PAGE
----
Lucille Ball in "I Love Lucy" CBS + Baxter
I just attended a conference on Robotics and was introduced to the concept of low-cost robots, like Baxter, that can replace low cost people, in highly repetitive jobs. The sales people from this industry describe these jobs as "mind-numbing" but I can't seem to stop wondering about the people who are moved out of "mind-numbing" jobs and into the position of unemployment which frankly seems worse than "mind-numbing."
I've decided to copyright the phrase "Certified Made by Humans."
Today, many consumers are interested in supporting "locally grown" produce as a precondition of purchase on the merit of supporting local farms. I suspect that the same type of movement will emerge for the support of human workers. The Luddites may win after all.
Jobs are not just about the creation of products. They also create a life for the worker. I've spent most of my waking life working, and I have received in return, not just money, but the satisfaction of contributing to my society. The feeling of a "job well done" or the exhaustion of having worked hard are important rewards for employment. We cannot be so focused on simply the cost of manufactured goods that we forget to also consider the impact of joblessness on society. And, oddly enough, many of the things that I do that are "mind numbing," like raking leaves, nonetheless feel good when done.
Now don't get me wrong. I love technology and I love robotics. And, I feel that especially in cases where the outcome of hiring a robot versus a person can influence the overall safety of the process, robotics is more than justified.
For example, I just had an argument with one of my "tennis buddies," who's a doctor, about the potential for software like IBM's Watson, to take over the diagnostic responsibilities of doctors. He's certain that it will never occur, I'm certain that it will. I believe that while some doctors are excellent diagnosticians, most are likely not, and could be bested by a machine.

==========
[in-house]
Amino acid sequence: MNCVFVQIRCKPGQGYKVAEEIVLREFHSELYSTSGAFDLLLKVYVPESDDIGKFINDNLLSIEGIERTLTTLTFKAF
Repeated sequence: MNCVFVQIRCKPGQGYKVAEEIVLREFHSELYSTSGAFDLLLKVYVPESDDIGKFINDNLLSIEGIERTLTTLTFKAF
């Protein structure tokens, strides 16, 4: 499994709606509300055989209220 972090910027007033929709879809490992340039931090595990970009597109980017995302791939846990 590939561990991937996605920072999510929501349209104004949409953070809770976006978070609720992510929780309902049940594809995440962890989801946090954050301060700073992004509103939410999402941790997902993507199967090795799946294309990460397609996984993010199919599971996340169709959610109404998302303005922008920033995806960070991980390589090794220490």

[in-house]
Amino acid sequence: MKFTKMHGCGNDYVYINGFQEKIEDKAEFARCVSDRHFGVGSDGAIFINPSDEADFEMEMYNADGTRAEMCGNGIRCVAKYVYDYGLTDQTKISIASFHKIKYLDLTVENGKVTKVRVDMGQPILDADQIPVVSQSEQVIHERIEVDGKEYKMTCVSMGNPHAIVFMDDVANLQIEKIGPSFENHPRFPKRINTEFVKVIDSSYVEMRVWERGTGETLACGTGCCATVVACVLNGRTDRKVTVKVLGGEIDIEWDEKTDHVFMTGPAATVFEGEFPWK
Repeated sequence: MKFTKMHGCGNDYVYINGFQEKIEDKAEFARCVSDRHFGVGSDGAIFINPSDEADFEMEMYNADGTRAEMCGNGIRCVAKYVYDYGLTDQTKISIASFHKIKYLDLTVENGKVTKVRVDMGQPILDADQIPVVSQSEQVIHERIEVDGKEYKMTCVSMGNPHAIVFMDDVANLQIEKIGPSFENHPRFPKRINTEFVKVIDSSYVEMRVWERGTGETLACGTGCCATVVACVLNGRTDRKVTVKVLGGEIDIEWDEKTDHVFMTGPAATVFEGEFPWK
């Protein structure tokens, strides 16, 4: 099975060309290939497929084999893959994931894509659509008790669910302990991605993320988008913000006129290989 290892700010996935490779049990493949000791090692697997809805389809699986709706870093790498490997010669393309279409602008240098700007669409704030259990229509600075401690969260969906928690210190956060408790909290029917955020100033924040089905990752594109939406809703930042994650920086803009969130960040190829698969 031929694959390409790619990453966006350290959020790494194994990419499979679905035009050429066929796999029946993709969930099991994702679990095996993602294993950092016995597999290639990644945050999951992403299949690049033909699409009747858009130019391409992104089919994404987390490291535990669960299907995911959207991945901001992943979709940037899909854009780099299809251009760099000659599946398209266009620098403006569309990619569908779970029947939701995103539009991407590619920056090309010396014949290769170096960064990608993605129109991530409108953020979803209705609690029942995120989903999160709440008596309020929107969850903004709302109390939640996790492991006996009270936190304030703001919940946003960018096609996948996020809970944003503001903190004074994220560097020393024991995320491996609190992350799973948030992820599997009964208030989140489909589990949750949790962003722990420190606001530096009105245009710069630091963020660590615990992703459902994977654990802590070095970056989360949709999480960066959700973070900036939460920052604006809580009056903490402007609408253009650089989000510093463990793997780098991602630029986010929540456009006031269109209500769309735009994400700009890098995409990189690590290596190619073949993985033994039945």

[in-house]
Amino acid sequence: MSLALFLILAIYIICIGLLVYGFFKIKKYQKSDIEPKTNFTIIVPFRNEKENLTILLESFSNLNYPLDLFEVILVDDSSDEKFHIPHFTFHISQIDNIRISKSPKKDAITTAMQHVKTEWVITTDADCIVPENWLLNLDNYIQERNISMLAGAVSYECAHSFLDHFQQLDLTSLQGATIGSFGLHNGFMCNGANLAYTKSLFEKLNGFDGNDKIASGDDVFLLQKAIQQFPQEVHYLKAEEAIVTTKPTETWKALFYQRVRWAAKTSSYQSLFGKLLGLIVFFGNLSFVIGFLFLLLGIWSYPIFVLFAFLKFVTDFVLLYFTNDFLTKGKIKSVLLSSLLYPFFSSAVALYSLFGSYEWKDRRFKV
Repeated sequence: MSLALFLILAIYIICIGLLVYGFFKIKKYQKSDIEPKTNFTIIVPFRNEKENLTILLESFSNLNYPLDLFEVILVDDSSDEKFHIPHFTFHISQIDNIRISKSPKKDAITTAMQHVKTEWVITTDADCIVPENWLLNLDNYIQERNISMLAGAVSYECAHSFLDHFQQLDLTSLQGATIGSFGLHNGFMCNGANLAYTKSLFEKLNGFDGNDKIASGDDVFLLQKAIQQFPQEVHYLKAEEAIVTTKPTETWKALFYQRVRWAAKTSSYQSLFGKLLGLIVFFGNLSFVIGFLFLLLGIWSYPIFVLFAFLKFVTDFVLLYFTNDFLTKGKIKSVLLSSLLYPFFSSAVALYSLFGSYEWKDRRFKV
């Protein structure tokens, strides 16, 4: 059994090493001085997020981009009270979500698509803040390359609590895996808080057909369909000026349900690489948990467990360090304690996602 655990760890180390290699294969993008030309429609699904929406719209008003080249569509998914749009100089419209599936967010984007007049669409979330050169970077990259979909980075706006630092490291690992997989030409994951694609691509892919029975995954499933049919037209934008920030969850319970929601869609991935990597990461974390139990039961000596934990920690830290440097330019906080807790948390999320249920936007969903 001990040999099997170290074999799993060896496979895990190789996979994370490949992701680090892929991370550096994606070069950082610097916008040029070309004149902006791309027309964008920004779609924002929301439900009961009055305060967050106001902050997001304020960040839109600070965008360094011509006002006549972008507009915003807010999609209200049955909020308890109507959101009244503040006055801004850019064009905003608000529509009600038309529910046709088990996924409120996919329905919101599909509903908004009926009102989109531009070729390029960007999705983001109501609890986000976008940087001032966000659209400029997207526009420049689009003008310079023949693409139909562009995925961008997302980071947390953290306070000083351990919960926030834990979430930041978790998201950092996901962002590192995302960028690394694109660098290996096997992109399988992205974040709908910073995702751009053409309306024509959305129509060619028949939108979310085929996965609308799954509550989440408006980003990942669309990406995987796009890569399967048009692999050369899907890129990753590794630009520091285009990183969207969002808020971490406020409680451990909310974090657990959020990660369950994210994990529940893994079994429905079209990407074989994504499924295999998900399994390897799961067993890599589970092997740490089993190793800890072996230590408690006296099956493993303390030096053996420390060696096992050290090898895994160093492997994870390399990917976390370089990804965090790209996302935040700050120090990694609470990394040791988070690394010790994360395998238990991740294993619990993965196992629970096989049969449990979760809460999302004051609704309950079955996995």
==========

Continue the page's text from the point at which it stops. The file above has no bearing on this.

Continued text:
However, it seems that the pendulum is swinging only in one direction at this moment, and it's important for us to consider that "work" has a meaning in society that is significantly broader than its output. How we choose to design our society and for example, whether we choose to maximize the general well being and happiness of our citizens is a critical decision moving forward.
In the US, we've reached a moment in our societal development where we have more than enough productivity to meet the basic needs of our population. The result is that most of us have disposable income that we use to buy a plethora of unnecessary consumer crap. Yet, some of us do not. How do we want to use the excess of productivity that we have? Creating general social order and calm would seem obviously to benefit us all. As part of that, creating general social happiness seems like a reasonable goal.
I suspect that the same endorphins that affect my sense of happiness for a "job well done" are also shared by ants who successfully build their hills or bees that build their hives. Evolution has led us to this fascinating dilemma. Our happiness is an evolutionary trait that is driven by our having evolved into a social being and our intelligence is also an evolutionary trait that has evolved in much the same way. But, these two evolutionary traits are at odds when they are confronted by the impact of robotics on society.
Or, maybe I should simply be worried about the happiness of robots?
About the Author
Bob Caspe is the CEO at the International Entrepreneurship Center (http://iecpartners.com). He has started three companies, has taught thousands of entrepreneurs around the world, and has mentored and taught students at MIT and Babson College.
Download a copy of his book: Entrepreneurial Action at http://caspegroup.com/textbook.php
Bob's personal website: http://caspegroup.com.